The Prime Minister is a member of the Diet, and is elected by the Diet. Cabinet members are appointed by the Prime Minister. The current Prime Minister is Shinzo Abe of the Liberal Democratic Party of Japan.

        → Governmental Structure
        → The Constitution of Japan
        → Local Self-Government
        → National Anthem and Flag 

The Japanese economy is the third largest market economy in the world. In 2019 it recorded a gross domestic product (GDP) of $5.154 trillion. Gross national income in 2019 was 564586.40 JPY Billion. 

                Trade & Investment        
                → Energy & Resources


While Japan is renowned for its multifaceted culture and refined traditions, the country is also ranked in the highest category of the Human Development Index due to the levels of education and life expectancy enjoyed by the population.  

                → Education
                → Transportation
                → Employment
                → Social Security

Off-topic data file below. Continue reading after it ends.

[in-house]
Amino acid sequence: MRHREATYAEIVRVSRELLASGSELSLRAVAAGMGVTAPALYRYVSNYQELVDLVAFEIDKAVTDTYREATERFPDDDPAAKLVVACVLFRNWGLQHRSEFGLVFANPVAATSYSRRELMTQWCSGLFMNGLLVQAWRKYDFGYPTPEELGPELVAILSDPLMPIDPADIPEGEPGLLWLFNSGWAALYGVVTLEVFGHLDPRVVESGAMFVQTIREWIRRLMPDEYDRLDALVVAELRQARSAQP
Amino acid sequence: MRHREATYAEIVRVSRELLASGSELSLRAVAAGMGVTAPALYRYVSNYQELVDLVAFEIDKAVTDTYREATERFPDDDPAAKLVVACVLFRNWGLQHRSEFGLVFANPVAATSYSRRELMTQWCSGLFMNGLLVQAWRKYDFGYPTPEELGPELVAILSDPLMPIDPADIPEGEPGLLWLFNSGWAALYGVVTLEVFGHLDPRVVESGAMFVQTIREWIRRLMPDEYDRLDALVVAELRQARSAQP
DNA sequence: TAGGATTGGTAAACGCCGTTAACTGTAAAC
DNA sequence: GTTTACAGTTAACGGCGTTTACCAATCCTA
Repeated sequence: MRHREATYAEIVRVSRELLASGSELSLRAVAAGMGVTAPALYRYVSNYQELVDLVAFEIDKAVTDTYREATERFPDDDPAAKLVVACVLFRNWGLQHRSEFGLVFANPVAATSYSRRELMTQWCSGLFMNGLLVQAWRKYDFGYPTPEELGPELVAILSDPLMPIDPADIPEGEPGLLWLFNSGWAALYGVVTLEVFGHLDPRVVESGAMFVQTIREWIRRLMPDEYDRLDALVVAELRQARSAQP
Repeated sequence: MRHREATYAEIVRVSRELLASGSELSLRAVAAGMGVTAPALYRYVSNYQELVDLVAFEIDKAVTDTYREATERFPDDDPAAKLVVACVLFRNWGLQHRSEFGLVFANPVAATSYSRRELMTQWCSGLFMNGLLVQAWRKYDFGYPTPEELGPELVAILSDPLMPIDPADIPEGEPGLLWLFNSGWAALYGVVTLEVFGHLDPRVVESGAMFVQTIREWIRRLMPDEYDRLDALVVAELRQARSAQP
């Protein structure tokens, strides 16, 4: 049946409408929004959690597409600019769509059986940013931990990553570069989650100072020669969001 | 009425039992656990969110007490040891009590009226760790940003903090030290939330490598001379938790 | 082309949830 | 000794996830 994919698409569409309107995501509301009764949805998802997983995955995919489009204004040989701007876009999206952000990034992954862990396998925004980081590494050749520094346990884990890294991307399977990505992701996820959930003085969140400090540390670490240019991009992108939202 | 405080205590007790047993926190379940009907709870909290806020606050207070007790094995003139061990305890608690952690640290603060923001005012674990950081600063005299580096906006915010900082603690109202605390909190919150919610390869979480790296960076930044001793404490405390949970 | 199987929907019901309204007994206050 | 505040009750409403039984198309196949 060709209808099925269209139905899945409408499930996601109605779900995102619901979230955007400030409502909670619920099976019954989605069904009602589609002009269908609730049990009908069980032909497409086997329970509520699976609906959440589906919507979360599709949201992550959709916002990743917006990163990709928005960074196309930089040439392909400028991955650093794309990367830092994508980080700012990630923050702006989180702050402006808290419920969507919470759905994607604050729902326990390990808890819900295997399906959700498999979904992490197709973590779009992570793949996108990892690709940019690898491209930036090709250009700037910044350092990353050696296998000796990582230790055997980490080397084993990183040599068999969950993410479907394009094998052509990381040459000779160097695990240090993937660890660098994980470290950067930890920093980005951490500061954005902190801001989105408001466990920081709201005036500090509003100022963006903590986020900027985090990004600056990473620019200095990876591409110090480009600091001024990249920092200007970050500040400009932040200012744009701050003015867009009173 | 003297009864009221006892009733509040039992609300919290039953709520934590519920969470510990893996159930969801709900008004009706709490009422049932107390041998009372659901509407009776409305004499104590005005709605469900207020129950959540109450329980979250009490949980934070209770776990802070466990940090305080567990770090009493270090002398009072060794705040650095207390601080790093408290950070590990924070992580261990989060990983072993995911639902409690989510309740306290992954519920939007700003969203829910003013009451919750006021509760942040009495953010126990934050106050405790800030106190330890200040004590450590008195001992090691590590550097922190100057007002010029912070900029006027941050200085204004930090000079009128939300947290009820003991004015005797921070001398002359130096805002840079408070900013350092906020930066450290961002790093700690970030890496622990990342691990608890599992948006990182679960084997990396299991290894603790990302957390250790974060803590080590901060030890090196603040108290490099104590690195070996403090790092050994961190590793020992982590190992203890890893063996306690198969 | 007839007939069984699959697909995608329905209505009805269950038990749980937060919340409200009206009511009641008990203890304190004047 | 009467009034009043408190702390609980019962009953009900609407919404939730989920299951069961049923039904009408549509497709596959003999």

→ Health Care
                → Environmental Conservation

Culture and Leisure

Art and Architecture
Various art forms began to flourish in Japan from the 6th century onwards and were inspired by the styles developed in China featuring Buddhist themes. Over time, uniquely Japanese forms emerged that changed depending on the artistic values favoured by the elites. 

                → Art
                → Architecture
                → Gardens

There is a rich history of Japanese literature, of which The Tale of Genji by Murasaki Shikibu and The Pillow Book by Sei Shonagon are only two of the most famous examples. Modern Japanese literature has also won international acclaim with authors such as Mishima Yukio, Kawabata Yasunari, and Oe Kenzaburo enjoying great popularity in the West. Works of contemporary Japanese fiction are increasingly being translated into other languages and manga have become a global phenomenon.

                → Literature

The music listened to or played by the Japanese as part of their daily lives is extremely diverse. They enjoy various kinds of traditional Japanese music, Japanese popular songs, Western pop and classical music.

                → Music

Performing Arts
The main forms of traditional Japanese performing arts are represented by Kabuki, Noh, and Bunraku, which have been passed down through the ages. As highly refined art forms,they require years of specialist training in order to master the technically complex skills and movements.


Traditional Sports